Revamped Clean Energy Fund would give $100 million to transportation projects

Hey Dan, what do you think of transportation decarbonization? (Photo: Jonathan Maus/BikePortland)

“We have the opportunity to complete big projects that help to reduce carbon from our two largest sources of emissions – transportation and housing.”

– Carmen Rubio, city commisisoner

Despite its outsized contribution to local and statewide greenhouse gas emissions, the transportation sector has never been a key area of focus for the Portland Clean Energy Fund (PCEF). The PCEF is comprised of revenue the city collects from large retailers and doles out via grants to nonprofit organizations for projects intended to reduce Portlanders’ reliance on fossil fuels.

The grants distributed through the PCEF so far have been a mixed bag for clean transportation advocates: while the first round of funding awarded in 2021 neglected transportation projects almost entirely, bikes and non-car transportation featured prominently in the most recent grant cycle.

City Commissioner Carmen Rubio, who oversees the PCEF, announced Thursday several proposed reforms aimed at, “bigger, bolder, and faster investments to reduce carbon and better respond to climate change.” Rubio’s changes give a larger nod to transportation as both a major source of emissions and a place of great opportunity for decarbonization.

“Through PCEF, we have the opportunity to complete big projects that help to reduce carbon from our two largest sources of
emissions – transportation and housing – and make historic investments in our city’s tree canopy. We must make these investments happen as quickly as possible, and we can do so without compromising oversight and accountability, or community vision,” Rubio states in the press release.

Commissioner Rubio wants to target the PCEF’s investments through five-year “climate investment plans” (CIPs), which she says will “better align PCEF’s work with the City’s other climate action efforts, allowing the fund to proportionally direct money based on shared City priorities.” The PCEF Committee will develop and recommend these CIPs to Portland City Council for approval, and will include funding allocations and program goals for all programs receiving PCEF money.

“Through its first two rounds of granting, community organizations have proposed specific projects. The five-year plan would continue funding community-led work, but would also outline strategic program areas for the bulk of the Fund’s investments,” the press release states.

One of these proposed strategic program areas is transportation decarbonization, where Rubio wants to put $100 million over the next five years. Right now, transportation projects are rolled into the PCEF’s “innovation” category, which Rubio will propose to eliminate altogether, so this is a marked difference.

Rubio wants to implement two strategic programs immediately: “tree canopy growth and maintenance”, which she anticipates receiving $40 million in funding over five years (to quell concerns over how the city ended its contract with Friends of Trees earlier this year?) and “energy efficiencies in new and renovated multi-family affordable housing,” which will receive an anticipated $60 million over five years.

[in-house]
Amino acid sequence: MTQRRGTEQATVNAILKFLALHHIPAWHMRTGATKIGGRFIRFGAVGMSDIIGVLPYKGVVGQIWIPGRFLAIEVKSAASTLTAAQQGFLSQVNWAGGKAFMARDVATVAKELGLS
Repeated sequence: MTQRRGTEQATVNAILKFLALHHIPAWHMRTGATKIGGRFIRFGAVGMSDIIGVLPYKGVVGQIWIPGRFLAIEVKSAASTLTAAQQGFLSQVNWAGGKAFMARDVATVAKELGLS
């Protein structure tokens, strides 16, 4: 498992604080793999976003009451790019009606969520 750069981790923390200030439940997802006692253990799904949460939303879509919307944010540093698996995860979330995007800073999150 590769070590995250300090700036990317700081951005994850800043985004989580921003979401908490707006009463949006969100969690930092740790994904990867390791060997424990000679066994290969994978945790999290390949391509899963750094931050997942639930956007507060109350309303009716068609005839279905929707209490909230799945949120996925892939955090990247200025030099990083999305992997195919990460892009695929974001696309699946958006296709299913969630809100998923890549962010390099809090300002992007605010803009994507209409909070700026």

Other anticipated priority programs and five-year funding amounts include:

  • Housing and small commercial energy efficiency, renewable energy, and embodied carbon – $300 million
  • Resilient community centers – $30 million
  • Planning and early investments for a low-carbon, equitable 82nd Ave corridor – $10 million
  • Low-cost green financing for carbon-reducing projects – $100 million

Rubio also plans to require someone with “significant demonstrated experience in transportation decarbonization” to be on the PCEF committee.

It’s likely that part of the reason for this change is because of a city audit published last year that called out the PCEF for its nebulous goals and inadequate accountability measures. The new approach seems to streamline the process and avoid this criticism.

In order to make these reforms to the PCEF, Rubio will have to work the Portland city code a bit. The big change here will be to alter the city code to allow the PCEF to partner with for-profit and government entities including schools administering programs that align with the PCEF’s climate goals.

That’s not all – Rubio also plans to require someone with “significant demonstrated experience in transportation decarbonization” to be on the PCEF committee.

What kinds of programs this new influx of money might fund remain to be seen. E-bike incentives? Beefing up the Biketown stock? The possibilities are endless, but it’s exciting that transportation is finally getting a big seat at the clean energy table.

Rubio will seek input on her plan at tonight’s Portland Clean Energy Fund Committee meeting, and the proposal will be up for discussion and public comment at the October 19 Portland City Council meeting. Stay tuned for more details as this progresses.

Taylor Griggs

Taylor Griggs

Taylor was BikePortland's staff writer from 2021 to 2023. She currently writes for the Portland Mercury. Contact her at

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1 year ago

Expanding the electric Biketown fleet and service area, and expanding the Biketown For All subsidy program, are very obvious ways to use the transportation component of this funding and I really hope that’s on the table. The City of Portland vehicle fleets could also be converted to all-electric with this funding and would make a big difference in emissions.

I also love the focus on trees and hope this means more trees will be planted in East Portland and other areas with low tree canopy.